This paper considers the choreography and work of New York 'black dance' artist Eleo Pomare in the Netherlands and Australia during the 1960s and 1970s. With the 'double consciousness' of black subjects from the transatlantic (Gilroy), Pomare helped to create a radical dance aesthetics based on observation of everyday life, poetic expression, and social commentary. However, this 'angry dancer' adopted a position outside cultural hierarchies, by leading an integrated dance company and challenging black and white stereotypes. In discussing Pomare's history, I will consider his role in challenging racial segregation in the Australian cultural establishment through the discourses of black power and modern dance embodiment;; strategies which have been adopted subsequently by indigenous dance practices.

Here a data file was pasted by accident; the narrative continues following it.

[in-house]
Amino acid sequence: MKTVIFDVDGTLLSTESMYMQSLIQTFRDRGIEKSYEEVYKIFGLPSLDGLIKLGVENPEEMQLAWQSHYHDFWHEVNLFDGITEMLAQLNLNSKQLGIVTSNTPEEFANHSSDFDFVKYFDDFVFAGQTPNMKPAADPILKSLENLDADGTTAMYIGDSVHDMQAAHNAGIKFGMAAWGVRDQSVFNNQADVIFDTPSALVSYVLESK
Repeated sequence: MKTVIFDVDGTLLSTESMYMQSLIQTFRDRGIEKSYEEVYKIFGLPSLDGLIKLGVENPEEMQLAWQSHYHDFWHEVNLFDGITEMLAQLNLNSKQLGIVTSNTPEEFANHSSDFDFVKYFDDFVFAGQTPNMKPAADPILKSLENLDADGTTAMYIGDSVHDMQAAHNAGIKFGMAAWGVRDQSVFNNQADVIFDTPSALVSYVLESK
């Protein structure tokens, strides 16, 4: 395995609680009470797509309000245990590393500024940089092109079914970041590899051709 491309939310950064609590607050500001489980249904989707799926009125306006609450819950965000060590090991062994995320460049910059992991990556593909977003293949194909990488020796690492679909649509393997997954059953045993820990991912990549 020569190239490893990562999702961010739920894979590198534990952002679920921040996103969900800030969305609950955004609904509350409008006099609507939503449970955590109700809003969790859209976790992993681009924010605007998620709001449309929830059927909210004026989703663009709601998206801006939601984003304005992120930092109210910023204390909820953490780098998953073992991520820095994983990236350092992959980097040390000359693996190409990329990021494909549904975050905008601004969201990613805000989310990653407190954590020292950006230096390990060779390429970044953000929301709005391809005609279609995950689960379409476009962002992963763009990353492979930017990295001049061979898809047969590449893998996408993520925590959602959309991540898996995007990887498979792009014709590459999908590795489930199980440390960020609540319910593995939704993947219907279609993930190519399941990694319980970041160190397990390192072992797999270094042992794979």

podcast icon Download a recording of this paper in MP3 format

Mondialisation or World Forming in The Flying Circus Project

Photo: Ong Keng Sen

Ong Keng Sen

In The Creation Of The World, Jean Luc Nancy introduces the term mondialization or world forming, the making of a world. He prefers this to the term globalization for a variety of reasons. Mondialization evokes, for him, an expanding process throughout the expanse of human beings, cultures and nations. This is unlike globalization that seems to him to be the undifferentiated sphere of a unitotality. Nancy discusses globalization as "the suppression of all world-forming of the world", as "an unprecedented geopolitical, economic, and ecological castastrophe". Globalization leads to the opposite of an inhabitable world, to the un-world [immonde]. His primary concern is to create a world that is "the contrary of a global injustice against the backdrop of general equivalence".